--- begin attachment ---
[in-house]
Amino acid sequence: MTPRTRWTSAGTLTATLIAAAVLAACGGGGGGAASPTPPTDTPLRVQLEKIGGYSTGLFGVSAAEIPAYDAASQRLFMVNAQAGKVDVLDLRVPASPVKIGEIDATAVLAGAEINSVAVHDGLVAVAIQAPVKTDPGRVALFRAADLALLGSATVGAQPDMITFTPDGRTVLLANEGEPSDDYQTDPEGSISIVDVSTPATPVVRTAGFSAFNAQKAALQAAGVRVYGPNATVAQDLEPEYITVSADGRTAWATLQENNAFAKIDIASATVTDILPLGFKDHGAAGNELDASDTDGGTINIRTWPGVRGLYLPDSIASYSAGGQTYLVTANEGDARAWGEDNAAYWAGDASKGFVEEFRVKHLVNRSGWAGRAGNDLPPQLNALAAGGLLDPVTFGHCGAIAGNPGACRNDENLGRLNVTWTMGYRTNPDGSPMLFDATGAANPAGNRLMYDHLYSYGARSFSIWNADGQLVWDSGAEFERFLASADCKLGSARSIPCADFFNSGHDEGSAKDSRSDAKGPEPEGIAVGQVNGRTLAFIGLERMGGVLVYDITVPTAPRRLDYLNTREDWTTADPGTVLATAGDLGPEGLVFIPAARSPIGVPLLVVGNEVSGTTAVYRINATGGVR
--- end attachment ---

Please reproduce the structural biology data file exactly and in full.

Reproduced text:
[in-house]
Amino acid sequence: MTPRTRWTSAGTLTATLIAAAVLAACGGGGGGAASPTPPTDTPLRVQLEKIGGYSTGLFGVSAAEIPAYDAASQRLFMVNAQAGKVDVLDLRVPASPVKIGEIDATAVLAGAEINSVAVHDGLVAVAIQAPVKTDPGRVALFRAADLALLGSATVGAQPDMITFTPDGRTVLLANEGEPSDDYQTDPEGSISIVDVSTPATPVVRTAGFSAFNAQKAALQAAGVRVYGPNATVAQDLEPEYITVSADGRTAWATLQENNAFAKIDIASATVTDILPLGFKDHGAAGNELDASDTDGGTINIRTWPGVRGLYLPDSIASYSAGGQTYLVTANEGDARAWGEDNAAYWAGDASKGFVEEFRVKHLVNRSGWAGRAGNDLPPQLNALAAGGLLDPVTFGHCGAIAGNPGACRNDENLGRLNVTWTMGYRTNPDGSPMLFDATGAANPAGNRLMYDHLYSYGARSFSIWNADGQLVWDSGAEFERFLASADCKLGSARSIPCADFFNSGHDEGSAKDSRSDAKGPEPEGIAVGQVNGRTLAFIGLERMGGVLVYDITVPTAPRRLDYLNTREDWTTADPGTVLATAGDLGPEGLVFIPAARSPIGVPLLVVGNEVSGTTAVYRINATGGVR